But their journey wasn't always easy. BLACK SABBATH takes us through the height of their fame, when the band discovered they'd been so badly ripped off by their managers that they didn't even own their own songs and they looked for salvation from Don Arden-a notorious gangster figure and father of Ozzy's wife Sharon- who resurrected their career but left them indebted to him, financially and personally. And into the 15 year war after the group broke up between the post-Ozzy Sabbath and Ozzy himself, whose solo career overshadowed Sabbath so much that a reunion was entirely on his terms.
You can preorder the bookhere.
Released under the name Christina, it features guest appearances by Andy Tillison, John Mitchell, Theo Travis, Andy Edwards and Dan Nelson, along with Magenta bandmates Robert Reed and Chris Fry.
Booth tells Prog: "The Light is a song about man's constant search for enlightenment - how we seem to need to know that there is something else after we are gone from this life. The video represents our search for the truth and the idea that we all have a 'guardian angel' leading us through dark times into the light."
She adds that the album explores the concept of coming to terms with mortality and continues: "On a personal level, it's letting out the last few years of frustration, guilt and anger at losing those closest to me.
"But ultimately it represents our capacity to carry on - no matter what life throws at us." Watch the videohere.
The Slipknot frontman is now in charge and he's brought a load of the Knot with him to help out, including Chris Fehn who reveals why he loves Venom and Mick Thomson who goes through his Discs Of Doom - from Electric Six to Deicide.
But that's not all, Charlie Adlard - acclaimed illustrator from the Walking Dead comics - has designed our special gatefold front cover with EXCLUSIVE artwork of every member of Slipknot. Check it out and more previews and detailshere.
They say of the promo: "We put all the creativity of a few crazy souls in the blender and shot in a most awesome church in Maastricht. We borrowed some wooden beams, and put five frames together, bought some white sheets, and this is the result."
Lesoir - who cite Anathema, Tool and Karnivool among their influences - tour Europe with Evergrey in May, including three UK shows. See the dates and watch the videohere.
One of the highlights of the most recent Rolling Stones tour was the nightly jam with former guitarist Mick Taylor. Taylor, of course, replaced founding member Brian Jones in 1969, and was with the Stones for some of their greatest albums, including Sticky Fingers and Exile on Main Street.
Taylor decided to leave in 1974, informing Mick Jagger of this en route to a party that they were attending for Eric Clapton at mogul Robert Stigwood's house. Taylor went to the party with Jagger, Marshall Chess (who ran Rolling Stones Records at the time) and Ron Wood. Wood recalls Taylor was acting like something was up on the ride to the party, but it wasn't until later that he found out that Taylor was vacating his pretty sweet gig, and setting up Wood to be a Stone for the next four decades or so.
Elsewhere in this segment, Wood gets distracted and tells the origin of Mick Jagger and Keith Richards' "Glimmer Twins" handle. Check out the videohere.
I like to think of "Mocking Love Out of Nothing At All" as an "anti-love song," coming from the perspective that love only ends in failure, tragedy, and despair, but also with a longing for a different outcome. It's a declaration to wipe your hands clean of any future involvement in romantic endeavors, but deep down, knowing that this hard stance is only temporary. "I can't commence to live with no risk to life and limb, but at present tense, I won't let my heart be stolen again." I like that closing line of the chorus, as it says: For now, I'm done, but I know I won't always feel this way. There's a little bit of hope in there.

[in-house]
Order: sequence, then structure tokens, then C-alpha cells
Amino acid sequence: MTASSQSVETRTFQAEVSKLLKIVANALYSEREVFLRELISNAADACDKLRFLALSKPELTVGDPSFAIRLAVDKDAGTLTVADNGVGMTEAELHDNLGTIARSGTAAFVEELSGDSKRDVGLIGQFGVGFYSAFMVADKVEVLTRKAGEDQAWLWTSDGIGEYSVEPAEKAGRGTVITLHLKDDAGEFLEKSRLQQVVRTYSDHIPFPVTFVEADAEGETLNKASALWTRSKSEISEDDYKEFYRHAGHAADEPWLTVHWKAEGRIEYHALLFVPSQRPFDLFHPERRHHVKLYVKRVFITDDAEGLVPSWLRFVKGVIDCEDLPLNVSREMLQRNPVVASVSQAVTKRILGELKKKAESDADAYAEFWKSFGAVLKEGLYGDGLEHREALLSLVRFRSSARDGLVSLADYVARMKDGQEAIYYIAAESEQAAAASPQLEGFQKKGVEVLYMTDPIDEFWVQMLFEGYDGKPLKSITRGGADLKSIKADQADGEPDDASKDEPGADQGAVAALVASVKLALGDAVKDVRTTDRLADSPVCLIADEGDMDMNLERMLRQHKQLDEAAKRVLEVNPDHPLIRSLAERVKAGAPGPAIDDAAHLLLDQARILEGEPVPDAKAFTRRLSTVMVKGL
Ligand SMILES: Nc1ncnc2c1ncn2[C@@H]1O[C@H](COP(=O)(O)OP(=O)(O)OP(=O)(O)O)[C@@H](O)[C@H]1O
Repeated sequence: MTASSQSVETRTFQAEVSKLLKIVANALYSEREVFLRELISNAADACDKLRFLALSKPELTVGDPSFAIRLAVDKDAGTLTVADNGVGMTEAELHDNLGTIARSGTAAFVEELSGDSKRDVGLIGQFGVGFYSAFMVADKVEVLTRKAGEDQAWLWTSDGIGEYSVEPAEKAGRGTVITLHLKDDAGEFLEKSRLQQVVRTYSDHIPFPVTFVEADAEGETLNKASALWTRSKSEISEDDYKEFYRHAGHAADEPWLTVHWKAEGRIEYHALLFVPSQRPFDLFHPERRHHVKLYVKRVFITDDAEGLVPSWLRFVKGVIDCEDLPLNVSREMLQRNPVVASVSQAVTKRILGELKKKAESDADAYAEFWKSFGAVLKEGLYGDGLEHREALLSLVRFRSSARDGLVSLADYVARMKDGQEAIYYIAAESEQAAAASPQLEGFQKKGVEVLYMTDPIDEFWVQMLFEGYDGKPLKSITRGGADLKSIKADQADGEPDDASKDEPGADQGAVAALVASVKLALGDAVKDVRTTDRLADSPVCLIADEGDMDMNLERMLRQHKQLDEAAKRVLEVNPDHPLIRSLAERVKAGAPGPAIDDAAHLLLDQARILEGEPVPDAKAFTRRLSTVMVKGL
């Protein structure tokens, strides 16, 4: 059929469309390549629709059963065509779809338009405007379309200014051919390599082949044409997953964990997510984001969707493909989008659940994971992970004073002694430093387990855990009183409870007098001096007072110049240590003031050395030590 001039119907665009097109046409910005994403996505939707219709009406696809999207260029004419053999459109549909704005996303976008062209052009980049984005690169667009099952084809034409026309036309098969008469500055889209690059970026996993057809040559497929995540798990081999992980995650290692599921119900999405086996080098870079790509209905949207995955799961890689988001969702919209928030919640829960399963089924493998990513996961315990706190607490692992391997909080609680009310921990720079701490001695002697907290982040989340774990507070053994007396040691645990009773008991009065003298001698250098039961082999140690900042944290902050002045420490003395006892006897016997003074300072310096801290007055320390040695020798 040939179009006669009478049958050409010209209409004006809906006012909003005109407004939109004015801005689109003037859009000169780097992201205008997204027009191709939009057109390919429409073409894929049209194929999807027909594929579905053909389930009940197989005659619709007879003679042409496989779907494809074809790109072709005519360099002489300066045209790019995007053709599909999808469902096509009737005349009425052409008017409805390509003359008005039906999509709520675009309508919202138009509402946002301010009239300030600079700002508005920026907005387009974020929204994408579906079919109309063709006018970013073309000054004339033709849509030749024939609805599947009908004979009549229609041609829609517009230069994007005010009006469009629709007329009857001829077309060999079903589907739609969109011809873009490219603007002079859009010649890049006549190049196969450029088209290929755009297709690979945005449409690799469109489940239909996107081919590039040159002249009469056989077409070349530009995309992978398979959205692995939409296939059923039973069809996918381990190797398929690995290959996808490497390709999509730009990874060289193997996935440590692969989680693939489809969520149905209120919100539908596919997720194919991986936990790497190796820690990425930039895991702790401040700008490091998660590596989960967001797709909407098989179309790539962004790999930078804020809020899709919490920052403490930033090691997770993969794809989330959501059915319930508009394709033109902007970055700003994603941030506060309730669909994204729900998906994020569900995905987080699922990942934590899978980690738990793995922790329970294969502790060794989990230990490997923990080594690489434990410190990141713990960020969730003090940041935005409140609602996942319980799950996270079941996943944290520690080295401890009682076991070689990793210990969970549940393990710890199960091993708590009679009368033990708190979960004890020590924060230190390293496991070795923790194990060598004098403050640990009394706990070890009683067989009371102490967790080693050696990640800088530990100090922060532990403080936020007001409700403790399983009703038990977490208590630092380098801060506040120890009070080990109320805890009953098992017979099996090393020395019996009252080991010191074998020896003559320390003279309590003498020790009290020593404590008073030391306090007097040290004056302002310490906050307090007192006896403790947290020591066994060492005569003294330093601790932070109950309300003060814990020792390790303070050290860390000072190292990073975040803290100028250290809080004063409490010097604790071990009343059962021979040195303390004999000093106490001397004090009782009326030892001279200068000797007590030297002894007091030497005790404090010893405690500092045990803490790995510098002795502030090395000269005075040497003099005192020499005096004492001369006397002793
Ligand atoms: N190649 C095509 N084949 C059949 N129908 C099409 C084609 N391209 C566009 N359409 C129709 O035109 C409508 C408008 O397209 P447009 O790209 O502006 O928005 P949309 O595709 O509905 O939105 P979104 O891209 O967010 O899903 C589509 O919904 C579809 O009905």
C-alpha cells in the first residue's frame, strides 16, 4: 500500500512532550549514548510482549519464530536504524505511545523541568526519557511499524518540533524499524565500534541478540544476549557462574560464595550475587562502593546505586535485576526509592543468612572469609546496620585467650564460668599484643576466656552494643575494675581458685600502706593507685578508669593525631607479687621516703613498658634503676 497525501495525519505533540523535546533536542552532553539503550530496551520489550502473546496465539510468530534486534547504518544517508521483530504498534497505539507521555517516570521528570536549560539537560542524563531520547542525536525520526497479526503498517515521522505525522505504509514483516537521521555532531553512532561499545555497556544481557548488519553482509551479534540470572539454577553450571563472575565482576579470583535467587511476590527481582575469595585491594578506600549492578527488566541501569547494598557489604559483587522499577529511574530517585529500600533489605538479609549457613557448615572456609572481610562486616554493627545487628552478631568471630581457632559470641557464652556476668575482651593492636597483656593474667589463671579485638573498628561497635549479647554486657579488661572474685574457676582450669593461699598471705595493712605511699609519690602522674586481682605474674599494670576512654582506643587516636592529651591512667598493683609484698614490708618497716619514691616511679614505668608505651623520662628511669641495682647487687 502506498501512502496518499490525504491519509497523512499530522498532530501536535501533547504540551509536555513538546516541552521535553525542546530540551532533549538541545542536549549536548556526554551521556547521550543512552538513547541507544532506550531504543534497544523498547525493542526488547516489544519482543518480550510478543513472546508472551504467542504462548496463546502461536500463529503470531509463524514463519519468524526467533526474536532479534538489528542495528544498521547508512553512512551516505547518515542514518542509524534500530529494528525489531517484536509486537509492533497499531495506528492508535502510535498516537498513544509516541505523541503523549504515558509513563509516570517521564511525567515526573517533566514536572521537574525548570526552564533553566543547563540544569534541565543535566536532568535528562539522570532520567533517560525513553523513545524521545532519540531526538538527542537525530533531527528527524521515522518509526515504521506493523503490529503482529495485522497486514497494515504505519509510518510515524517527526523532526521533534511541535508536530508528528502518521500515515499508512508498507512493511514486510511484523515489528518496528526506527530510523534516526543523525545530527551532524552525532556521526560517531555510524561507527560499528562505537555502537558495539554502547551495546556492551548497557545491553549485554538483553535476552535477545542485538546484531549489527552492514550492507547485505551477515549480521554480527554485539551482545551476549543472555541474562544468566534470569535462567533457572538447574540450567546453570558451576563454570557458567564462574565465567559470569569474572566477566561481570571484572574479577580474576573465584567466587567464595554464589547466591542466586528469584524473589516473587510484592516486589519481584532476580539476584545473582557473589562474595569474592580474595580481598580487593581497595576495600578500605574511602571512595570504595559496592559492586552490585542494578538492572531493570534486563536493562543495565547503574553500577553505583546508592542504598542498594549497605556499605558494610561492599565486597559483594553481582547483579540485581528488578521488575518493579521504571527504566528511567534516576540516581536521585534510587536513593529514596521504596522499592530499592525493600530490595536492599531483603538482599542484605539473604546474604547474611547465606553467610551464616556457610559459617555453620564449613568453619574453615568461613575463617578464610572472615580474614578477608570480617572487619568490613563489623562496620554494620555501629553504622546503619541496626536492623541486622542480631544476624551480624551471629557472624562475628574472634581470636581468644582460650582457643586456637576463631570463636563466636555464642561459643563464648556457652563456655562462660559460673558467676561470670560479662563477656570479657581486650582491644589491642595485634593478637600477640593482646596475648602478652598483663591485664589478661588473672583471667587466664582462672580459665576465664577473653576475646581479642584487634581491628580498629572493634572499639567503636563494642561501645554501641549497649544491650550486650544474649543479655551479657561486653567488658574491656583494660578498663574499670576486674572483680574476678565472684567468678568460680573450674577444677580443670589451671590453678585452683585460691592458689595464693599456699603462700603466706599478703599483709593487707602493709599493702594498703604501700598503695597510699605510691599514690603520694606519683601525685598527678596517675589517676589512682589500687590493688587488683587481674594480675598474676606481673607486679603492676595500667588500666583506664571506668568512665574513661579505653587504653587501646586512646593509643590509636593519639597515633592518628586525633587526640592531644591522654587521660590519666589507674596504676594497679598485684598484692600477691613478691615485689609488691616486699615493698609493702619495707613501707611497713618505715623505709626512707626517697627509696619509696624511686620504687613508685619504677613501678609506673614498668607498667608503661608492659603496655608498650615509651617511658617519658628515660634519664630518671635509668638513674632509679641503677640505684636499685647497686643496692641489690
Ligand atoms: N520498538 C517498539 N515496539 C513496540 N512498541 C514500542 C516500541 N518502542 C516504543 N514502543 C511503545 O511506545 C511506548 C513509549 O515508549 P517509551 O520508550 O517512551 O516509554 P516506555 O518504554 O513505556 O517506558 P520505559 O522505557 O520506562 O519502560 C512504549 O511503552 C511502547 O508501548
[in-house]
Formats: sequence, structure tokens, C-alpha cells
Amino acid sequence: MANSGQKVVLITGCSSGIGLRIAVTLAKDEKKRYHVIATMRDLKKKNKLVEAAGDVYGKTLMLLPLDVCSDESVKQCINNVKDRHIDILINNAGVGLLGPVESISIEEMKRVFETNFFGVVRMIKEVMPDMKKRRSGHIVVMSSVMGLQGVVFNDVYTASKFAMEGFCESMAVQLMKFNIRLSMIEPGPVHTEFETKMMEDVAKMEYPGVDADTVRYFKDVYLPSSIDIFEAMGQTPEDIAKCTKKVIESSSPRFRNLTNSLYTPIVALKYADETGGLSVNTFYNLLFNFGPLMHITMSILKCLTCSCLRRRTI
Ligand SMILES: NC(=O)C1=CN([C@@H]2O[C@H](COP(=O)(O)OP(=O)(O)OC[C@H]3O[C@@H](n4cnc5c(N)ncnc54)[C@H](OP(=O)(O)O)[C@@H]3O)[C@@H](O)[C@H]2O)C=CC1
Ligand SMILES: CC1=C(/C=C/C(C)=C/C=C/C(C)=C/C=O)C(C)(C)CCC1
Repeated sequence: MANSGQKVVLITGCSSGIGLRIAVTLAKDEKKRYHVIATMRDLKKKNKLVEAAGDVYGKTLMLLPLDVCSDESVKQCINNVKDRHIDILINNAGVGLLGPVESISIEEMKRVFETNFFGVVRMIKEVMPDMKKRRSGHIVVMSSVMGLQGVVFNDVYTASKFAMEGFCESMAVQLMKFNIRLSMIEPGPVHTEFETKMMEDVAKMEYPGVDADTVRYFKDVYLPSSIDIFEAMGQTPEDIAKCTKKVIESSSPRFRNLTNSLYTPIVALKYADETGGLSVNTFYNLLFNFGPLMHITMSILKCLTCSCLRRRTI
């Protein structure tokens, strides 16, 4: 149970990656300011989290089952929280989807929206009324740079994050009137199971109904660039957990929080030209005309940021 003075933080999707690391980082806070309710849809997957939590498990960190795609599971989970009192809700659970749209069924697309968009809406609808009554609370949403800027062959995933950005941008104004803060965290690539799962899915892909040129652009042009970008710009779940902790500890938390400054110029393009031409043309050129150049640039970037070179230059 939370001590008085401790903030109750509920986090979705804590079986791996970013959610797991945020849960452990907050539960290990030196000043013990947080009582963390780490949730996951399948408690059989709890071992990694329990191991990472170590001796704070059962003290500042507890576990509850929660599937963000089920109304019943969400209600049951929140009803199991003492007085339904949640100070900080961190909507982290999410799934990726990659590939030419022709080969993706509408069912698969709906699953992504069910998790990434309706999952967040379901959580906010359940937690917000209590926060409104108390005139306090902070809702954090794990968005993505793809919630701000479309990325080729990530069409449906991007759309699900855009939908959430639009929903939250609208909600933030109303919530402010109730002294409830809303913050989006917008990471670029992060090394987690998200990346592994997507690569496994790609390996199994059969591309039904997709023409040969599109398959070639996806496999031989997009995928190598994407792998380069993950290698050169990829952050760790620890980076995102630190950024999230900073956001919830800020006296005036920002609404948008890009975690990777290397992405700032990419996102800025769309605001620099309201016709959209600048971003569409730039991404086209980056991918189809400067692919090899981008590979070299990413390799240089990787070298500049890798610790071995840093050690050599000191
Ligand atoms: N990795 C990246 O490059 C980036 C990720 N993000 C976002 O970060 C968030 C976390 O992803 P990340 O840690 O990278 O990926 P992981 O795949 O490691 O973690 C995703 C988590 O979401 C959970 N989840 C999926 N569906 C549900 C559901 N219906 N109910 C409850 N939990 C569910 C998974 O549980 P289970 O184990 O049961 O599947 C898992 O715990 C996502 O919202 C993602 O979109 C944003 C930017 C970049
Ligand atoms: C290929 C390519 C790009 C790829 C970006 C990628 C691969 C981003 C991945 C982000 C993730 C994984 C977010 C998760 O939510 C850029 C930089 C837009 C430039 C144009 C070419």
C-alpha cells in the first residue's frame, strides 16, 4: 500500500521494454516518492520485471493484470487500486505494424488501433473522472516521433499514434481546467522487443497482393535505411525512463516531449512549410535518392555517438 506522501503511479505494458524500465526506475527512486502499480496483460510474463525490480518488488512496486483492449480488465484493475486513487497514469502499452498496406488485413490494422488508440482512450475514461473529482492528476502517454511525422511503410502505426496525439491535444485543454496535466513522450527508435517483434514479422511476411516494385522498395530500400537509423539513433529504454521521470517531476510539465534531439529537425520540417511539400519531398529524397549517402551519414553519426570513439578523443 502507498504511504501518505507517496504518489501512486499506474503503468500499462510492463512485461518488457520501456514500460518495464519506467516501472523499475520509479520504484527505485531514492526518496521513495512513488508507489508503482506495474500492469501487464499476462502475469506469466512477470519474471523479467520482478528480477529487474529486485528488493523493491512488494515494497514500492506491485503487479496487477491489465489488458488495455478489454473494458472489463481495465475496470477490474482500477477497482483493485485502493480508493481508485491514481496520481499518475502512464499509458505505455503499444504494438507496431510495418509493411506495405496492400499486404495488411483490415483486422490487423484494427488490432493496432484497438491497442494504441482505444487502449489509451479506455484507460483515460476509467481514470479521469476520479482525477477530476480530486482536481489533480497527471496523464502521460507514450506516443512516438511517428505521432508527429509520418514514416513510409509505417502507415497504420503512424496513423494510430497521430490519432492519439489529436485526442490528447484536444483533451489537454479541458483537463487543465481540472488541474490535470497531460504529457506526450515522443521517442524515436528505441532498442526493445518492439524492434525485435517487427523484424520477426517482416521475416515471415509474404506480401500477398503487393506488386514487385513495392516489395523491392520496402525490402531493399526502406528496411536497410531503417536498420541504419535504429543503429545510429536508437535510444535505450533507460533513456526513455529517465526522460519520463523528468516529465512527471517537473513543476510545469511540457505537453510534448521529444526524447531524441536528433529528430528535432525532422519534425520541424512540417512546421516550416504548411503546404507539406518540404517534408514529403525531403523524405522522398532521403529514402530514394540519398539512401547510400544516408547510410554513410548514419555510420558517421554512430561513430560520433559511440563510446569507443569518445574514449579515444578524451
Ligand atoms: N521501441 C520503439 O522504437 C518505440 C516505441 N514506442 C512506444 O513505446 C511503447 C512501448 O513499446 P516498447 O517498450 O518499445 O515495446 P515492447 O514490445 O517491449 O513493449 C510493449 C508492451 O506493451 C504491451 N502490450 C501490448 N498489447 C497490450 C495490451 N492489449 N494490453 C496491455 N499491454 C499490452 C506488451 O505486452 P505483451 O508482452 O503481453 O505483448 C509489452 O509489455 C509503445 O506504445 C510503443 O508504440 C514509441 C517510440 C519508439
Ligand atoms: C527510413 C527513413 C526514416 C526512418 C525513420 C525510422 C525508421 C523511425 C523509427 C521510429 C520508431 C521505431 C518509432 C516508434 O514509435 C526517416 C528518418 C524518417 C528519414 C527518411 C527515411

The title of the song is a play on the Air Supply power ballad, "Making Love Out of Nothing At All." Air Supply only seemed to write songs that included the word "love" in the title. I wanted our song to be the antithesis to that...high energy, slightly tongue-in-cheek, but not a "joke song."
The music to "Mocking Love Out of Nothing At All" was written right around the time of the release of Gentlemen Rogues' debut EP, but the lyrics weren't finalized until much later. I wrote a few different versions of the lyrics before I really figured out what I wanted the song to say. Initially, the song was called "Thermal Wars." I'd had a conversation with a friend, and he was talking about how he and his wife were always "battling each other" with the thermostat - she liked the apartment warmer, and he liked it cooler. When she got her way, he was sweating his ass off, and when he got his way, she was a Popsicle. This couple got along swimmingly in every other regard, so I thought it was funny how something so trivial (temperature) would make one person legitimately aggravated with the other. The original pre-chorus lyric said, "So, this is what we call war?" Once I figured out what I wanted the song to be about, this lyric was changed to "Didn't your mama say there'd be days like this?" The final lyric is a paraphrased play on The Shirelles 1961 hit, "Mama Said." Lyrically speaking, this Shirelles' tune and "Mocking Love..." share a similar theme...at least that's my interpretation. I just thought it "worked." Still do.
The recording of the track was done very quickly, and with the exception of the vocals, it was done completely live, all in a room together. We recorded it with Kevin Butler, at Orb Studios, on the outskirts of Austin, TX. I think we recorded the song in three takes, if memory serves me correctly? Overall, we are happy with the way it turned out, and are proud of the song. It's fun, a little challenging to play live (in a good way), and is a good representation of what Gentlemen Rogues do as a band.
Hearing is believing. Now that you know the story behind the song, listen for yourself here and learn more about the albumright here!